Male torso (Mercury?)

Imperial Period
1st half of the 1st century A.D.

Catalogue Raisonné

Sculpture in Stone (MFA), no. 142; Sculpture in Stone and Bronze (MFA), p. 111 (additional published references); Highlights: Classical Art (MFA), p. 164-165.


Overall: 120 x 58 x 30 cm (47 1/4 x 22 13/16 x 11 13/16 in.)

Accession Number


Medium or Technique

Marble from Mount Pentelikon near Athens

On View

Greek & Roman Sculpture Gallery (Gallery 211)


The Ancient World



The large-scale male torso bears the weight of the body on the left leg; the right hip swings outwards. As a result of this contrapposto stance, the left hip, left buttock and right shoulder are slightly lowered and the spinal column curves in an S-shape to the right.

Condition: Breaks along the bottom of the neck, right upper arm, left arm above the elbow, genitalia, and left knee and right thigh. Remnant of a strut visible on the back of the right thigh. Veins and inclusions in the marble. Surface mottled with pale brown stains and gashes throughout.

Male torso (Mercury?)
Roman, Imperial period
Early or mid-1st century A.D.

Henry Lillie Pierce Fund, 1901 01.8190

This torso was heavily influenced by one of the most famous ancient sculptures, the Doryphoros (“Spear bearer”) of Polykleitos, a leading Greek artist of the fifth century B.C. Polykleitos may have created the Doryphoros to exemplify the ideal proportions of the human body, about which he also wrote a treatise. The Polykleitan body type is characterized by a pronounced swing of the hips counterbalanced by an opposing slope of the shoulders, as well as clear definition of each muscle. Statues emulating Polykleitos’s ideal were extremely popular in the early Roman imperial period. This version may represent Mercury (the Greek Hermes), the messenger god, and would have held a herald’s staff instead of a spear.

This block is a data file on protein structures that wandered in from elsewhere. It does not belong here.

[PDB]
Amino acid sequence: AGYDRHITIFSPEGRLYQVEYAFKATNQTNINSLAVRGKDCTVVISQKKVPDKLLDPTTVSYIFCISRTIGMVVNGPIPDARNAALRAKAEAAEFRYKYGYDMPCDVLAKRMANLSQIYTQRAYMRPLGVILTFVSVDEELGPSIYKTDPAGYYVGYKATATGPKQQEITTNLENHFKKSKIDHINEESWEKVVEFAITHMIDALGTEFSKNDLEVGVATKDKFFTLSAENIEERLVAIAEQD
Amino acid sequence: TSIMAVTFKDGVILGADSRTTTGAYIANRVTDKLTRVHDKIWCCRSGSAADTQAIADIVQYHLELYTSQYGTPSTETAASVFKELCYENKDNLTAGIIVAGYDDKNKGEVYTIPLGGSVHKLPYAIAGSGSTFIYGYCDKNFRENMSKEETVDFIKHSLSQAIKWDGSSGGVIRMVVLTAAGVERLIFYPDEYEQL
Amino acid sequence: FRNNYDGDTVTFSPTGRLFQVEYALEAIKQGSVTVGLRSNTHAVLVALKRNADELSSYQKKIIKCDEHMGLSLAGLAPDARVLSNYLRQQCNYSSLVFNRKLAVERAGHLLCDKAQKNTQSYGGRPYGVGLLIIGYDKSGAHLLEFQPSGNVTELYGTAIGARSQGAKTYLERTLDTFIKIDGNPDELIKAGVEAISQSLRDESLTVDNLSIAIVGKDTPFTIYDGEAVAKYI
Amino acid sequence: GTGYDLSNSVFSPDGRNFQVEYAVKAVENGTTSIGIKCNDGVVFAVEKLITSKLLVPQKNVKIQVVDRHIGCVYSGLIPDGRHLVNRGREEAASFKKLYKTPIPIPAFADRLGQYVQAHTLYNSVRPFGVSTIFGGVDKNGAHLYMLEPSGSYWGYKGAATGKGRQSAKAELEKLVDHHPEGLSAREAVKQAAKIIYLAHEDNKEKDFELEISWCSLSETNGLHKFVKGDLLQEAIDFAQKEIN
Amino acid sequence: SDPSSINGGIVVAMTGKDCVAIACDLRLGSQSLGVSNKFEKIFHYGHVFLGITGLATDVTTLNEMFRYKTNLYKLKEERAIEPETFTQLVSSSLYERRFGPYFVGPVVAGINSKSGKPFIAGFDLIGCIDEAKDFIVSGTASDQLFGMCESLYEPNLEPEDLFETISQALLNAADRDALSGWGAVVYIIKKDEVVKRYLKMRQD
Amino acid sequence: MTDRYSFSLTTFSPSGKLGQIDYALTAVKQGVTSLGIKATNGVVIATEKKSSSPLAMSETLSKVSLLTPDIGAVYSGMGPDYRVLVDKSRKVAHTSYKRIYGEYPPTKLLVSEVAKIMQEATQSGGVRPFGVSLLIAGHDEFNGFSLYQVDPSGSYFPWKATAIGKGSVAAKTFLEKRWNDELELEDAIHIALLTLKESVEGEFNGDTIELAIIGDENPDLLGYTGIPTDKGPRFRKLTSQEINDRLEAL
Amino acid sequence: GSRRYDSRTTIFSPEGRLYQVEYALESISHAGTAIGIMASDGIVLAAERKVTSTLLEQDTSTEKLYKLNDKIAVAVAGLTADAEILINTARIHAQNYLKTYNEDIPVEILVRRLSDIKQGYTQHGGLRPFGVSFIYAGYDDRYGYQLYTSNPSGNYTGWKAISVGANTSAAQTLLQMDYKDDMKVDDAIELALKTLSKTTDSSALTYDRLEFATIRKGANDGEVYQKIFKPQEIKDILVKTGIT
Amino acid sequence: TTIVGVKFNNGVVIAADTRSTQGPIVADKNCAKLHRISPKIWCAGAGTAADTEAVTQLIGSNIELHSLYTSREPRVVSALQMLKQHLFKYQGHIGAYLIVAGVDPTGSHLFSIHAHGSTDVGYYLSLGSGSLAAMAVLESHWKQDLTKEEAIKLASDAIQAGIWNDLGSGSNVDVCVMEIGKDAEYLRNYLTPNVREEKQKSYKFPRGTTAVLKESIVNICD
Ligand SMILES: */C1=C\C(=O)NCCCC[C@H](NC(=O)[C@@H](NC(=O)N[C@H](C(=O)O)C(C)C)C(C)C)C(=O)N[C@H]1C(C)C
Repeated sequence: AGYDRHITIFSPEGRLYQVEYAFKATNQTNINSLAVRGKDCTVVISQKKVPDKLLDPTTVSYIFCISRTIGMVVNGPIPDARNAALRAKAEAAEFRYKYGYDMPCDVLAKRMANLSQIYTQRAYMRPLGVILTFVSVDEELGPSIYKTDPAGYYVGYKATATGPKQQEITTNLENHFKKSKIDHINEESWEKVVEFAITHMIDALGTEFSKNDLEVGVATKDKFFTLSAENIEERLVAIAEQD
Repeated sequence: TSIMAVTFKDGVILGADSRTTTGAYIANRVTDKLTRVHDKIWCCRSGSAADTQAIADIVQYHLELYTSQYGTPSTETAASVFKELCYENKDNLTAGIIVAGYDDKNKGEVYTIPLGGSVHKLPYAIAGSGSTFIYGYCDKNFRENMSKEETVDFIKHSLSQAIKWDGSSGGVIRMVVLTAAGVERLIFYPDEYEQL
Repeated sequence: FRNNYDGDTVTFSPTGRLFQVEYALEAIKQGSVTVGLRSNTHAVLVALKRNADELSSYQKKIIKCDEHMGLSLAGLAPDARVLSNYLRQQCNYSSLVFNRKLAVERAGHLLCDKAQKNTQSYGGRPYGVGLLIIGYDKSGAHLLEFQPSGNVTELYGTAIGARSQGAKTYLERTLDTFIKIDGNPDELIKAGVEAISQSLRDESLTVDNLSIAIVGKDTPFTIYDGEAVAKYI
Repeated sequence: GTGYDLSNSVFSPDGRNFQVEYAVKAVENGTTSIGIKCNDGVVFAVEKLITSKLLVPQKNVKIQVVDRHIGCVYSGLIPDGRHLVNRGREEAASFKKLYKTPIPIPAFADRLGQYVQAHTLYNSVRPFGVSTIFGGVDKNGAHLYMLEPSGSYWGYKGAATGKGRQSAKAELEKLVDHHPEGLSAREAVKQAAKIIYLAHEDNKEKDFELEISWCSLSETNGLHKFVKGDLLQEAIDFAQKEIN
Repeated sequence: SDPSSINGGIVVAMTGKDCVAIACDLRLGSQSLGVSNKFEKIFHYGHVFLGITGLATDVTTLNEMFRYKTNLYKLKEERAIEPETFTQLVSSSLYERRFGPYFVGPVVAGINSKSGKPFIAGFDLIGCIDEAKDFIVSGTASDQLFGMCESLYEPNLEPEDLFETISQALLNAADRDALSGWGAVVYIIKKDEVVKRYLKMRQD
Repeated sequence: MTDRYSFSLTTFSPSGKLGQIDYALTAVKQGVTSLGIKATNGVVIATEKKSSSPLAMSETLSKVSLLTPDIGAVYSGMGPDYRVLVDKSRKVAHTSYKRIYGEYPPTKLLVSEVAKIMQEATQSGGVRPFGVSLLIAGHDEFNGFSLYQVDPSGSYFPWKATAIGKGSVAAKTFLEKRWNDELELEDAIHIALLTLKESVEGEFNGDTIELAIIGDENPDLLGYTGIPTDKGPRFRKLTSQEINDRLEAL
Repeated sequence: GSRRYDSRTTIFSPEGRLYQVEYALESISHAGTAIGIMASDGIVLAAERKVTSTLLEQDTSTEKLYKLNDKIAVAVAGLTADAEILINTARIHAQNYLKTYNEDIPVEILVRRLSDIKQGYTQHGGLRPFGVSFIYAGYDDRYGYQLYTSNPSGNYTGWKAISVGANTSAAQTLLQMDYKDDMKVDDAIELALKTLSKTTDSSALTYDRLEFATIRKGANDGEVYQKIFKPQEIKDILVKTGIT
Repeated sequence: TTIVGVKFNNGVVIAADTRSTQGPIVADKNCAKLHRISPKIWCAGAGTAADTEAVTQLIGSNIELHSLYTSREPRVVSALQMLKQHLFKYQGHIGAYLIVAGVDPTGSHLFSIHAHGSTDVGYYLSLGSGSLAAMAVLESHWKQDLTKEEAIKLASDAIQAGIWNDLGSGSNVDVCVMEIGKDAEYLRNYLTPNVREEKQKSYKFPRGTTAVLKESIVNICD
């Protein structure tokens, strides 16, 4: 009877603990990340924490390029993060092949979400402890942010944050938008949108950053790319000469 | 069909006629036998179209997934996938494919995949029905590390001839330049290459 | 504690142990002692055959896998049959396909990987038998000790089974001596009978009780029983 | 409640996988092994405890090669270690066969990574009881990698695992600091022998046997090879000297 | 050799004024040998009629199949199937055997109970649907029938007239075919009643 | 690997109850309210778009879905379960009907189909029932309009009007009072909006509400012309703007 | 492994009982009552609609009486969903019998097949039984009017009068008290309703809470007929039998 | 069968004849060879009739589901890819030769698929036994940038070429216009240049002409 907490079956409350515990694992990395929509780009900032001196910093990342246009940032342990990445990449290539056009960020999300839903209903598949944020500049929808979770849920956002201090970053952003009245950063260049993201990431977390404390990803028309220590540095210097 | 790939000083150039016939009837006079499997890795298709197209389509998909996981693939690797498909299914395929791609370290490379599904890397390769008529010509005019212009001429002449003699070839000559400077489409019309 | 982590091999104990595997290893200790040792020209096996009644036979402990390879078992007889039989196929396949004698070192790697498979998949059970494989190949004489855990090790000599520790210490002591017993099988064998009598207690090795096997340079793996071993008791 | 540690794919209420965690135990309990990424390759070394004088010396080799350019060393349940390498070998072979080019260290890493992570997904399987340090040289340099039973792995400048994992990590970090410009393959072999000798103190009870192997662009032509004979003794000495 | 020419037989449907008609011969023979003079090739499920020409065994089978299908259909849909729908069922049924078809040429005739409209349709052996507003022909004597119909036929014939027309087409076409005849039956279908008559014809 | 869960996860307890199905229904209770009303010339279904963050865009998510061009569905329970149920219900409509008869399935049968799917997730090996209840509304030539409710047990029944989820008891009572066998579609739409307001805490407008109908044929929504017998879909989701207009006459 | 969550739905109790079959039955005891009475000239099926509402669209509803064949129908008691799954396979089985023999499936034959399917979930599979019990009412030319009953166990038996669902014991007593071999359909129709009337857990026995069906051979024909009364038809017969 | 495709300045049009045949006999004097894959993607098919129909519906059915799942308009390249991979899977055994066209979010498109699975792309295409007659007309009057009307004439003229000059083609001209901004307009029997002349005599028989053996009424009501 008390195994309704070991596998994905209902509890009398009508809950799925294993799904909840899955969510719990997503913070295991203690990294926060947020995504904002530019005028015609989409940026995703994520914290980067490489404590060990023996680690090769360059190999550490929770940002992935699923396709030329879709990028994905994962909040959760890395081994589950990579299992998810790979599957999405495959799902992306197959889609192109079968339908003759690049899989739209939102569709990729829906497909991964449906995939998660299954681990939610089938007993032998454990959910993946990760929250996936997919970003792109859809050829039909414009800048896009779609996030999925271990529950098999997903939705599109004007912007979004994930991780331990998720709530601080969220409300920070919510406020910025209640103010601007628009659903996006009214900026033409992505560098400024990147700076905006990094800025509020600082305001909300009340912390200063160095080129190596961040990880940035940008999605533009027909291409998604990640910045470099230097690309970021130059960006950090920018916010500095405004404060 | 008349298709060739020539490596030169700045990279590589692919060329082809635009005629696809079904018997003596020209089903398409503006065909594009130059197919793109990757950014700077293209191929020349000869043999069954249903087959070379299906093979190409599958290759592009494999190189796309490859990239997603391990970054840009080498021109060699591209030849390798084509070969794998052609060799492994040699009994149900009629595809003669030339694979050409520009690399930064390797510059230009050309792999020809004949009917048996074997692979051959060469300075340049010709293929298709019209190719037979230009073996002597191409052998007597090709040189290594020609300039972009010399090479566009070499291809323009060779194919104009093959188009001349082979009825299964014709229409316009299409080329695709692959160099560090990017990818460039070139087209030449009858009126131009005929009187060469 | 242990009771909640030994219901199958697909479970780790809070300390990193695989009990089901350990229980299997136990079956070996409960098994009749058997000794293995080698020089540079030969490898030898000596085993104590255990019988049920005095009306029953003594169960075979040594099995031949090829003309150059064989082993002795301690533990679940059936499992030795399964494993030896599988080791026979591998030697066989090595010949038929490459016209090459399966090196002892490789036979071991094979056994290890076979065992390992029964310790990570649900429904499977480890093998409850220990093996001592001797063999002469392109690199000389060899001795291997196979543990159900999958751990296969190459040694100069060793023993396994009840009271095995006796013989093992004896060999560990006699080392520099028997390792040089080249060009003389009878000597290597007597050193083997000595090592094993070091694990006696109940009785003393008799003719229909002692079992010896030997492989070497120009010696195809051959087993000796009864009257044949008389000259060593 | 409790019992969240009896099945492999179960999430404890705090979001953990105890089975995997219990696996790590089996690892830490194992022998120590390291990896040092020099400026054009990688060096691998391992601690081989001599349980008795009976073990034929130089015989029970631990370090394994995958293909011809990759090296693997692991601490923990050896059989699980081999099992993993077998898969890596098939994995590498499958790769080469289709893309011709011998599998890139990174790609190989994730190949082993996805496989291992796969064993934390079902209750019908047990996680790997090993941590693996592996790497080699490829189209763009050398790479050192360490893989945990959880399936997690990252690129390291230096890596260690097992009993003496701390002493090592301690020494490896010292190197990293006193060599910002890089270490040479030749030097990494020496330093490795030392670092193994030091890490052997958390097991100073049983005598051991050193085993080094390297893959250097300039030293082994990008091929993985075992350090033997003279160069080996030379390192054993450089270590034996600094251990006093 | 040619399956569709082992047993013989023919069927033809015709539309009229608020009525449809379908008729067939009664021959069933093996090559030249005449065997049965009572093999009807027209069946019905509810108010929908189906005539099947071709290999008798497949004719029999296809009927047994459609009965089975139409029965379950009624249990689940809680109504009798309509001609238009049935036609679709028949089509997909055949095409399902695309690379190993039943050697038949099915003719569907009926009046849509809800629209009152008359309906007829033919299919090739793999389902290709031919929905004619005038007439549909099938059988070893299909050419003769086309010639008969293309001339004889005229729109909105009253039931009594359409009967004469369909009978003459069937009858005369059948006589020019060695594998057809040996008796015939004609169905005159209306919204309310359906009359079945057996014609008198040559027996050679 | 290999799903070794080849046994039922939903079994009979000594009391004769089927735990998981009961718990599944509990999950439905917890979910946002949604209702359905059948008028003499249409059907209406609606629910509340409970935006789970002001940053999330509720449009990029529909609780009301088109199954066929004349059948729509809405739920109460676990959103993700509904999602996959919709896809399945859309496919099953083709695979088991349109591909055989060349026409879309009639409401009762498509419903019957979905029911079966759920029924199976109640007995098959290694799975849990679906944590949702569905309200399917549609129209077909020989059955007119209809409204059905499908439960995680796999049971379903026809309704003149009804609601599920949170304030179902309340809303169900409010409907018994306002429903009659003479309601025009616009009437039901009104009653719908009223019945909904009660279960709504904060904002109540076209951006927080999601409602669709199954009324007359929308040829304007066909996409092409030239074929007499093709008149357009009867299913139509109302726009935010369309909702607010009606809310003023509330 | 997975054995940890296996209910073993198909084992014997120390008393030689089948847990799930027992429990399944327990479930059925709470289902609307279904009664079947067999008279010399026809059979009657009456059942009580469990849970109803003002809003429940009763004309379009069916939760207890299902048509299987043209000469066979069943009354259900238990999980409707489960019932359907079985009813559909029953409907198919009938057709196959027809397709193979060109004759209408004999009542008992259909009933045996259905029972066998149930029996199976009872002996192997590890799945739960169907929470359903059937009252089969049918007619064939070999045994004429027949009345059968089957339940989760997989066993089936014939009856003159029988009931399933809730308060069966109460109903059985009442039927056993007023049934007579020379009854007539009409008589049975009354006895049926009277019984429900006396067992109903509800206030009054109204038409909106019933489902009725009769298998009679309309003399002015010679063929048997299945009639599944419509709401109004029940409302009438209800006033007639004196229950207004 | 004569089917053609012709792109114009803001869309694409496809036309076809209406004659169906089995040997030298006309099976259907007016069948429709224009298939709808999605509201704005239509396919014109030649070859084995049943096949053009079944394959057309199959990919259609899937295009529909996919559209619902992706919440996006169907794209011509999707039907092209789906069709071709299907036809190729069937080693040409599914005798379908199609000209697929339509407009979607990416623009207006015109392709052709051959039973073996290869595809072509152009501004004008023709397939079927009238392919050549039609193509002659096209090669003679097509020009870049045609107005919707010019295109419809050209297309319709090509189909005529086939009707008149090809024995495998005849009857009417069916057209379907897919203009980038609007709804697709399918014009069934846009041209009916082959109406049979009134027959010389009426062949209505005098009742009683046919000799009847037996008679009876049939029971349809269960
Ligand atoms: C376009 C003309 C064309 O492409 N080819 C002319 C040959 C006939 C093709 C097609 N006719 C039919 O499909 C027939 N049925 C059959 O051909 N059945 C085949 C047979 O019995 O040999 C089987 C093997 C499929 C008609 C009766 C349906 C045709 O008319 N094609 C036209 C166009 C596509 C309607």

By 1901: with Edward Perry Warren (according to Warren's records: Bought in Rome: but stated to be from Venice, & the owner had just come from Venice. His supplies come from that district very often.); purchased by MFA from Edward Perry Warren, December 1901

Credit Line

Henry Lillie Pierce Fund